This is one chapter of The Invisible Wave, Back to Blue’s recent report on marine chemical pollution
Think you can live without man-made chemicals? Think again. According to the International Council of Chemical Associations, 95% of all manufactured goods rely on chemical ingredients or processes. Every time an object is made without chemicals, another 99 are made with chemicals.
In many ways, this is good news. Since the industrial revolution, the chemical industry has been an incredible driver of prosperity and productivity. Yet the sector has not yet begun to reckon with the potentially devastating effects of toxic or mismanaged chemicals on the environment.
The chemicals sector is the third-largest carbon heavy industry in the world, accounting for 18% of industrial emissions. And, as Back to Blue’s research has found, chemical pollution in the ocean is a profoundly urgent and vastly underappreciated problem that, if left unchecked, will be disastrous for marine ecosystems and human health.
Governments and businesses alike must do more to stop chemical waste from entering the ocean. Technology already exists to improve sewage and stormwater systems, upgrade industrial waste treatment processes and stop agricultural runoff from entering the seas—but cost is the barrier.
Yet better waste management alone won’t stop chemicals from entering the ocean. Products from sunscreens to flame retardants to pharmaceuticals that inevitably find their way into the seas will need to be redesigned to reduce or eliminate chemicals that harm the marine environment.
This means that the chemicals sector has a vital role to play in addressing marine pollution.
Fortunately, there is some good news. Parts of the industry are beginning to transition their product portfolios to become less toxic and less polluting. European chemical companies are leading the way, spurred on by the world’s tightest regulations. Others, such as Thai company Indorama Ventures, have voluntarily adopted more sustainable practices to attract investors who value companies with strong environmental records.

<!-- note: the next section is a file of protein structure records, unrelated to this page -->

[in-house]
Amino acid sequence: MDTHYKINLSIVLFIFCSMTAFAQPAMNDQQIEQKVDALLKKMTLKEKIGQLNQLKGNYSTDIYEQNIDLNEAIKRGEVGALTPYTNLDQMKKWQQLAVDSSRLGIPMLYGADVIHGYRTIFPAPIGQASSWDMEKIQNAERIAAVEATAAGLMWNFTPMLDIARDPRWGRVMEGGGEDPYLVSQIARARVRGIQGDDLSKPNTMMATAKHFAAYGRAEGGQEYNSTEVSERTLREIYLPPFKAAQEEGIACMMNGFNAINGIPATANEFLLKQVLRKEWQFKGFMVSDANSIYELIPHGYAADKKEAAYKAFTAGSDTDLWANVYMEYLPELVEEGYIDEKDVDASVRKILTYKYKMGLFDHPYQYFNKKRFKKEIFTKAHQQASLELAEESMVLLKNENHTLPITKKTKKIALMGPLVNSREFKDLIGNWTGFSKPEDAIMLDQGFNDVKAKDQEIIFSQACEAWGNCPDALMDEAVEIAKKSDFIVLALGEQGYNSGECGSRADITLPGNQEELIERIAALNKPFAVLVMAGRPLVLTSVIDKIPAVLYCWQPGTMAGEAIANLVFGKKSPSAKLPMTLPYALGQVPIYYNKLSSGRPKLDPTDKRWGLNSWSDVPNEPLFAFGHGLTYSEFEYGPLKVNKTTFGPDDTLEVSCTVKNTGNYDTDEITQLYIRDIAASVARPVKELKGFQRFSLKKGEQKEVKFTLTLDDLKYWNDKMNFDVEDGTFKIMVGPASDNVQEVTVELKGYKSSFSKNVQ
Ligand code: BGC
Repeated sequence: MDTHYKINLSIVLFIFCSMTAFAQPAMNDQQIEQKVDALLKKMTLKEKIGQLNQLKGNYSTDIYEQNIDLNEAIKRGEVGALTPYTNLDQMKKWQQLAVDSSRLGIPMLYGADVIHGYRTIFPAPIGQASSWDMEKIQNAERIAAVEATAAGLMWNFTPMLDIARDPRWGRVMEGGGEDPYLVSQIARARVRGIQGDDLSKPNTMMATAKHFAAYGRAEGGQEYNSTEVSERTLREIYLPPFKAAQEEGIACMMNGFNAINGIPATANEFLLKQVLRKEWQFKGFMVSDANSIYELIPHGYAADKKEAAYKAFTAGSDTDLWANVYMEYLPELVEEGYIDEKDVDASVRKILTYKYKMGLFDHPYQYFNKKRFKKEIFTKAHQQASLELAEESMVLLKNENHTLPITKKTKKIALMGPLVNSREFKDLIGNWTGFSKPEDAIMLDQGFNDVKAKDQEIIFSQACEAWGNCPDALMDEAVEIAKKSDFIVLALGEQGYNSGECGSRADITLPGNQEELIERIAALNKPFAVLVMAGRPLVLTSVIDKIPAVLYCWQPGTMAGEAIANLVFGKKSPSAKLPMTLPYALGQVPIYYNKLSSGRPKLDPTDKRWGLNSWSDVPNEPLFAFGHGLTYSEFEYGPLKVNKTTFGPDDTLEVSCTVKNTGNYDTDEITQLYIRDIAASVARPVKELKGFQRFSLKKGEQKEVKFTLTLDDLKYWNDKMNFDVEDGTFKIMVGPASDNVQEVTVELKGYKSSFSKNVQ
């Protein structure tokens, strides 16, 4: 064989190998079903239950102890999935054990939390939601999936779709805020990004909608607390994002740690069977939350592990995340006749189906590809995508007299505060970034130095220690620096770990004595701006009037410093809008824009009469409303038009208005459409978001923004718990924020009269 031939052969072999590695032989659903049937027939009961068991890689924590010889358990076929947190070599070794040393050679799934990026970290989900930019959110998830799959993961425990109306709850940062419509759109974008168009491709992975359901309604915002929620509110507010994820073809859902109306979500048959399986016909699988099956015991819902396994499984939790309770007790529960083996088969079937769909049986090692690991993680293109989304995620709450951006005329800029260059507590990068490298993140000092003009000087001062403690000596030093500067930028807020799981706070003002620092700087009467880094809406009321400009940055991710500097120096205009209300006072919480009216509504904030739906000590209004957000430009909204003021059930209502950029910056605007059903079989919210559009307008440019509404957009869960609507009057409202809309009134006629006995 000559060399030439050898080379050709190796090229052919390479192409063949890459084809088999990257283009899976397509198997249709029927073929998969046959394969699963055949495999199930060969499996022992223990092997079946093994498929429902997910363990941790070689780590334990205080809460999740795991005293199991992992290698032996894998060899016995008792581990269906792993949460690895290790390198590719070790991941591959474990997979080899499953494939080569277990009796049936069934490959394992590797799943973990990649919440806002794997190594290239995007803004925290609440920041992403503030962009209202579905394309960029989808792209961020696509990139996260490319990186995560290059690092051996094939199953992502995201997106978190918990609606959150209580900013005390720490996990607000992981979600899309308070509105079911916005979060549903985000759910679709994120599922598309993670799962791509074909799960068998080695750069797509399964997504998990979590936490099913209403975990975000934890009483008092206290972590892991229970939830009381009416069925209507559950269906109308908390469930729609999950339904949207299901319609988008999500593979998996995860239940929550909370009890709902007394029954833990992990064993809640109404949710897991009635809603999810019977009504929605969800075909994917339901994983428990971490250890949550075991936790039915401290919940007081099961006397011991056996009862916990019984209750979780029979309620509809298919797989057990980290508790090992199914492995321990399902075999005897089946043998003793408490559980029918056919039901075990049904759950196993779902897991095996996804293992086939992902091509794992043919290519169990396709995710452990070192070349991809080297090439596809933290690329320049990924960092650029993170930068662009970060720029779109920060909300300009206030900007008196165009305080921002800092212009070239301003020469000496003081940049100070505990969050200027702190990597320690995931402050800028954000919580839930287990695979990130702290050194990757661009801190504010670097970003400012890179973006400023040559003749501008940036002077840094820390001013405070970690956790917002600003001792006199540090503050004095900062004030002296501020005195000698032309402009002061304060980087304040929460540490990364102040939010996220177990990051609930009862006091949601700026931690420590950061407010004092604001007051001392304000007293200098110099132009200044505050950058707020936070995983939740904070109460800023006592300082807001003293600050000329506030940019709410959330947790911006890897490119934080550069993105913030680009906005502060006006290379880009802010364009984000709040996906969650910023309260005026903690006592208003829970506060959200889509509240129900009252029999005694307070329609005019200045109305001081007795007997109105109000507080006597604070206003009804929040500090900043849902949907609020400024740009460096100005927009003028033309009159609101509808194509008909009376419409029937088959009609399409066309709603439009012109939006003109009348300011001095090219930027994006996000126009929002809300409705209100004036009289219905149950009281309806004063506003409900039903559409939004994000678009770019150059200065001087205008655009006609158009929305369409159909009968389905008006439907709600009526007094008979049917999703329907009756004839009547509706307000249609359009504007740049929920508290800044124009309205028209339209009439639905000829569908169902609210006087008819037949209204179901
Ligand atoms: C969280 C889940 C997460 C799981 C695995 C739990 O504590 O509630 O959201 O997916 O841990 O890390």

The burgeoning green chemistry sector is another bright spot. Start-ups and incumbents alike are competing to design non-toxic solvents, safe biofuels and dissolvable plastics that could in time replace many of the chemical products we currently use—and will be critical in the transition to a circular economy.
Big-brand retailers such as Apple, Nike and Ikea are providing impetus for the chemical sector to transform, too, demanding that suppliers stop using harmful and toxic chemical substances.
Yet substantial challenges remain. Patchy regulation and enforcement mean that chemical companies pollute without penalty in many parts of the world. Poor labelling and complex supply chains mean consumers are often unaware that there are harmful chemicals in the products they buy. Some of the most polluting firms are well-funded, well-organised political lobbyists.
Even those firms that want to change must jump substantial hurdles. Chemical companies, particularly those that produce the fossil-fuel-based commodity chemicals such as ethanol and ammonia that make up a large chunk of the industry’s revenue, operate in a ruthlessly competitive and low-margin commercial environment. To turn a profit, they must operate at an enormous scale.
This means that changing products and processes is a capital and time-intensive process that can cost billions of dollars and take decades. Replacing polluting chemicals can mean recalibrating complex global supply chains. It’s not realistic to expect chemical companies to do this alone, and it’s wishful thinking that their shareholders would support it.
Marine chemical pollution is a systemic problem that can only be addressed by systems-level solutions. Governments, the chemical industry, retailers, investors and scientists will need to work together to find ways to transform the sector from being a source of marine pollution to a source of innovative solutions to pollution. Nothing short of a green (or blue?) chemical revolution is needed.
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